Veteran civil rights leaders and others got together. Front row, from left: U.S. Representative John Lewis of Georgia, NAACP President Julian Bond, former National Urban League President Vernon Jordan, singer Mavis Staples (who led everyone in singing “We Shall Overcome,” and former U.S. Ambassador to the United Nations Andrew Young. Back row, from left: Dr. Bernice King, daughter of Rev. Martin Luther King Jr., and Luci Baines Johnson and Lynda Johnson Robb, daughters of President Lyndon Johnson. (LBJ Library photo by David Hume Kennerly)

Former legal rivals Ted Olson and David Boies discussed why they joined forces to mount a Supreme Court challenge against Proposition 8, a ballot initiative that would ban gay marriage in California.

George W. Bush’s Secretary of Education, Margaret Spellings, and Democratic Congressman George Miller talked about their efforts toward the passage of “No Child Left Behind” and where education reform is needed today.

Sports legends Jim Brown and Bill Russell looked at race when they dominated their sports in the 1960s and the issues athletes face today.

LBJ would have wanted the summit to look to the future. “We are not caretakers of the past,” he said, “we are charged with the construction of tomorrow.”

Through educational programming, all Presidential libraries are helping to meet LBJ’s charge. The Civil Rights Summit is just one example of the remarkable work the National Archives and all the Presidential libraries have done throughout their histories to shape the national dialogue.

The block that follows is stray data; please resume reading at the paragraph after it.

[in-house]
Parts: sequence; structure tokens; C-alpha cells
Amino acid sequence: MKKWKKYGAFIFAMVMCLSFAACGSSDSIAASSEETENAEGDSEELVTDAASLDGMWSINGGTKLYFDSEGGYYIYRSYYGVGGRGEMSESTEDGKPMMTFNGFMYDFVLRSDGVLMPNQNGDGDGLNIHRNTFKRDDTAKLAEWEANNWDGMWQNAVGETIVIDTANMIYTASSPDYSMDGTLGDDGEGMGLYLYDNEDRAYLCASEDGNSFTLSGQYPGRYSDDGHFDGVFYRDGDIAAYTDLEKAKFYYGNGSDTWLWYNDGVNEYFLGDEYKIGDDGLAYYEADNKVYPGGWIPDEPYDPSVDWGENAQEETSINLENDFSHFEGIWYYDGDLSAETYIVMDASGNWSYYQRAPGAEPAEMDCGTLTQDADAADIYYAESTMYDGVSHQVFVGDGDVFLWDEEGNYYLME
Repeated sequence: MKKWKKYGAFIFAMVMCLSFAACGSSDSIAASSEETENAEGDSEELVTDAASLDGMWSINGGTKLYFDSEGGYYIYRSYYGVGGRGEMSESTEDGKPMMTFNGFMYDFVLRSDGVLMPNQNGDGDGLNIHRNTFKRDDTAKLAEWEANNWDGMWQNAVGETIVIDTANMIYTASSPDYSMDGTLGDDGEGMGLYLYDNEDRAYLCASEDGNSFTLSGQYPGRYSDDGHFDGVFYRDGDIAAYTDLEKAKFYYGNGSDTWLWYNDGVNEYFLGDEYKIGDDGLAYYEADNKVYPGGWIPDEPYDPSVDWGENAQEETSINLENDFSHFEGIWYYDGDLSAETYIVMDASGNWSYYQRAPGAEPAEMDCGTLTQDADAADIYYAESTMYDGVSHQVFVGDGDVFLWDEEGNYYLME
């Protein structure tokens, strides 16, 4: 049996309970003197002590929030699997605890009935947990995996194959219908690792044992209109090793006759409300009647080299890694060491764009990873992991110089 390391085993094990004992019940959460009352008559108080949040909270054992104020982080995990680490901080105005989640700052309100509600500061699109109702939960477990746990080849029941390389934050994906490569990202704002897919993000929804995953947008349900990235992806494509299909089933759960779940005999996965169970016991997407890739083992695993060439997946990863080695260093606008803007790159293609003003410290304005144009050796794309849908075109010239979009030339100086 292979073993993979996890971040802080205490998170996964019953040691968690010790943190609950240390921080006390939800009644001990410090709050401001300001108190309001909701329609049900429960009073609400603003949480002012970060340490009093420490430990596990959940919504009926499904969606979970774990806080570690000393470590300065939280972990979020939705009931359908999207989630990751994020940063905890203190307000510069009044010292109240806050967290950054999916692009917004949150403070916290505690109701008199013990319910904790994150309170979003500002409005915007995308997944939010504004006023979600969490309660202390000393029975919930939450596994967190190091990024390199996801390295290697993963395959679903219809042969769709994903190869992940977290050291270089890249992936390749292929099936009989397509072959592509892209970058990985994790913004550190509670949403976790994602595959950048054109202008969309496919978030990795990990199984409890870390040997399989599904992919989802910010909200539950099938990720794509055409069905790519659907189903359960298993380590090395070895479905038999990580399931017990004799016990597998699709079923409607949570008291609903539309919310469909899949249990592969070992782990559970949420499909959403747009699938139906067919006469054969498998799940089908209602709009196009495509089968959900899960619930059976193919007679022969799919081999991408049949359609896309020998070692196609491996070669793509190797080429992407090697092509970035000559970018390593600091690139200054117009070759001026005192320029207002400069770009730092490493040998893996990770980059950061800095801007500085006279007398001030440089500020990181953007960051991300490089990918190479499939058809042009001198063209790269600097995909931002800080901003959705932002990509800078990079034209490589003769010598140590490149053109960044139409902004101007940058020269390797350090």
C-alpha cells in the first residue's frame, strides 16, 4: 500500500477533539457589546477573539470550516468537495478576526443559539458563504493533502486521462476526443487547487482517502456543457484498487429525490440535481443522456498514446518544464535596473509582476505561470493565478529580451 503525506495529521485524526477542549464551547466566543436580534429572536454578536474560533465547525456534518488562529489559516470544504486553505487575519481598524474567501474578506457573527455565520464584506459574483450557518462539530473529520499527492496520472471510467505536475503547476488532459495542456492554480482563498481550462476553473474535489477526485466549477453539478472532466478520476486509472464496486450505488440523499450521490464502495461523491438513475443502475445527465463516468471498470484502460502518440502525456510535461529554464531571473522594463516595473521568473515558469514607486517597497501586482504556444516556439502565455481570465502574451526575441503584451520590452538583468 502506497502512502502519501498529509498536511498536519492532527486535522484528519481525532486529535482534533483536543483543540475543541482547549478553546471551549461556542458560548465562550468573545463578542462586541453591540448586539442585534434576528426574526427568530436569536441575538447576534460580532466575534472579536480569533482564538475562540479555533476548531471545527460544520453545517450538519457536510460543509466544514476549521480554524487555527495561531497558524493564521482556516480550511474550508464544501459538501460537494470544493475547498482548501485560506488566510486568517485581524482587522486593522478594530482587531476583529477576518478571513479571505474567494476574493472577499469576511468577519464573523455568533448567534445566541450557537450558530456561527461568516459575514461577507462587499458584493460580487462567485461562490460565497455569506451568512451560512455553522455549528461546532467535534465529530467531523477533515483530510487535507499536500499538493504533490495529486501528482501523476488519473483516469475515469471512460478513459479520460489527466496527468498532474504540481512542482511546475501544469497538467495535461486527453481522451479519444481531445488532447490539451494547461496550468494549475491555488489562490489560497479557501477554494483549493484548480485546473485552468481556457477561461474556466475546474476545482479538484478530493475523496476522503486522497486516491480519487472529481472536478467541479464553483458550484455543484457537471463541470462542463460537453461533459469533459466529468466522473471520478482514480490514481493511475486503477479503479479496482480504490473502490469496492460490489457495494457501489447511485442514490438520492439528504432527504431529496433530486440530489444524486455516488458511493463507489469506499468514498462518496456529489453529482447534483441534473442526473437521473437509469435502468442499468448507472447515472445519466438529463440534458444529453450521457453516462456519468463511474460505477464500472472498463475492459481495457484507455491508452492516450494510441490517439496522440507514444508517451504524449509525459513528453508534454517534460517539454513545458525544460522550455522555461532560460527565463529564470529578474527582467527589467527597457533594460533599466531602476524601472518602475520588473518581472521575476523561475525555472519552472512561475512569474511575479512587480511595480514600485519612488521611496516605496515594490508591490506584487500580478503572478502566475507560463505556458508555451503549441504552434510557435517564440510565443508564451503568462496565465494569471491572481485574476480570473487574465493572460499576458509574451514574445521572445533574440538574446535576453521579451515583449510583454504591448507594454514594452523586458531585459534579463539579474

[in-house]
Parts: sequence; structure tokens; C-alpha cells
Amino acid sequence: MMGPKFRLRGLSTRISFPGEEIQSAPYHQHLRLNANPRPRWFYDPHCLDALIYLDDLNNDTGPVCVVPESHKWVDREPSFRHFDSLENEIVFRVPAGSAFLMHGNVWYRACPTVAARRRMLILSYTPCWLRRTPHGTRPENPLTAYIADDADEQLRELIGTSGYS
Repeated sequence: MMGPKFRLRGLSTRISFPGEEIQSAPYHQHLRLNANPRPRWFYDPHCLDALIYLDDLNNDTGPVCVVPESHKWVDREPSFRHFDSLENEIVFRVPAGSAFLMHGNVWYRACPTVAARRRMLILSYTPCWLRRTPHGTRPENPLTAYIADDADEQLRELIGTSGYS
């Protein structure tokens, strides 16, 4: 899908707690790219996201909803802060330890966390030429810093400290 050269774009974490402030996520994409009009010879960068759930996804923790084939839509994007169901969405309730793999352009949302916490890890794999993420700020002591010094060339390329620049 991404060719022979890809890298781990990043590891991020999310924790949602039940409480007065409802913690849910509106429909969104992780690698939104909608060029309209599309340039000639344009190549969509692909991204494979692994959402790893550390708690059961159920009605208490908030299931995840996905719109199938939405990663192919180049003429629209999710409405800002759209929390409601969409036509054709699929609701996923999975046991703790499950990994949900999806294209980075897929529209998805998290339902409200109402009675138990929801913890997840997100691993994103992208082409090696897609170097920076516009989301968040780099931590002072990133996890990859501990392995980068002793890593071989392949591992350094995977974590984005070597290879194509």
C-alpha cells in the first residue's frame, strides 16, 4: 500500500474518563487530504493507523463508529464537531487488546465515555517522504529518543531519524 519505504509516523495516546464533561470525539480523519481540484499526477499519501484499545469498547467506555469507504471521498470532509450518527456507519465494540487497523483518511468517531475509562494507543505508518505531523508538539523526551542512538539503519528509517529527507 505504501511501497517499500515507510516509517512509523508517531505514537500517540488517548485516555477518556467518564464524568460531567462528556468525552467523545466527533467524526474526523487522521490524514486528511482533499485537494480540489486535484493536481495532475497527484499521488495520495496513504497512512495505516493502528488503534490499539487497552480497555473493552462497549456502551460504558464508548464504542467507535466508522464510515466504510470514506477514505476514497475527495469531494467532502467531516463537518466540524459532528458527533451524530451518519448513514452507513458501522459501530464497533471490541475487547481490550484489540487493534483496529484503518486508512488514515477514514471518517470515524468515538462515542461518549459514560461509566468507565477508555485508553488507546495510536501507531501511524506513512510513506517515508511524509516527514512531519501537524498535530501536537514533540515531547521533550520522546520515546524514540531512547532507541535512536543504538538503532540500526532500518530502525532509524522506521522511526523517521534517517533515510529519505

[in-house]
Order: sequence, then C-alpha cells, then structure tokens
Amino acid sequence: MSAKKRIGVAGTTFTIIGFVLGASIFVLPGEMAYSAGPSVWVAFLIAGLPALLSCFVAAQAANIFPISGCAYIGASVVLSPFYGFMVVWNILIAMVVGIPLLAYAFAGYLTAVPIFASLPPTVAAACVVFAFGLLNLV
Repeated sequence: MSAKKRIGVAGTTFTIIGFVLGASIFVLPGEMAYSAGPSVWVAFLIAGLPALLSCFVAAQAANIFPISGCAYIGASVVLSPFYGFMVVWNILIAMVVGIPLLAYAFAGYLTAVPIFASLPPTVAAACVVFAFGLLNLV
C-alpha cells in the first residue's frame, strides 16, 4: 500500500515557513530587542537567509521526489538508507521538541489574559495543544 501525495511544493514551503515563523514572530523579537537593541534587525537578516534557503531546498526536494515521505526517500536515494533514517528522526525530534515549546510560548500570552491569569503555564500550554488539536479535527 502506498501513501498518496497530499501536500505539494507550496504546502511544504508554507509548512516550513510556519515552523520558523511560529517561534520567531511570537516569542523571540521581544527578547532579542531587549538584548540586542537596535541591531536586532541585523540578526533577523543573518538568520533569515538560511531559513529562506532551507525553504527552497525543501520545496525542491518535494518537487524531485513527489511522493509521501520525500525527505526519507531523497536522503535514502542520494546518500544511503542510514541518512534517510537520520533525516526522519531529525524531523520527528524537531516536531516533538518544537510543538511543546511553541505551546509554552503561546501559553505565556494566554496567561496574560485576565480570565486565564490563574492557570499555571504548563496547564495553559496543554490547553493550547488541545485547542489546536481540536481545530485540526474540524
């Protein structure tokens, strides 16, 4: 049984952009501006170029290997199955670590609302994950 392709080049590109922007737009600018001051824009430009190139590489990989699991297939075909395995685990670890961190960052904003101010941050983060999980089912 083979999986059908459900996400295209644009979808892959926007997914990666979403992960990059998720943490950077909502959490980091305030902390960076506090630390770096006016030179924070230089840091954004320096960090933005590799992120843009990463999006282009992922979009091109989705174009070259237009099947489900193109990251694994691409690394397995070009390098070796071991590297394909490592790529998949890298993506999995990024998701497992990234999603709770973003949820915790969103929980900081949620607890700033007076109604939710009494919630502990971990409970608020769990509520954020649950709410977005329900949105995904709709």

I have been asked a number of times since the summit what memory burns the brightest. There are many. But the most prominent is of sitting on stage, John Lewis and Michelle Obama to my immediate right, watching President Obama address the audience, as he said these words:

You’re reminded daily that in this great democracy, you are but a relay swimmer in the currents of history, bound by decisions made by those who came before, reliant on the efforts of those who will follow to fully vindicate your vision. But the presidency also affords a unique opportunity to bend those currents by shaping our laws and by shaping our debates, by working within the confines of the world as it is but also by reimagining the world as it should be.

Lyndon Johnson could have said it no better.

For more on the Civil Rights Summit, go to www.civilrightssummit.org.

 

LBJ Library Director Mark Updegrove greets Harry Middleton, the library’s first director who served 31 years from 1971 to 2002. (LBJ Library photo by Marsha Miller)

LBJ Library Director Mark Updegrove greets Harry Middleton, the library’s first director who served 31 years from 1971 to 2002. (LBJ Library photo by Marsha Miller)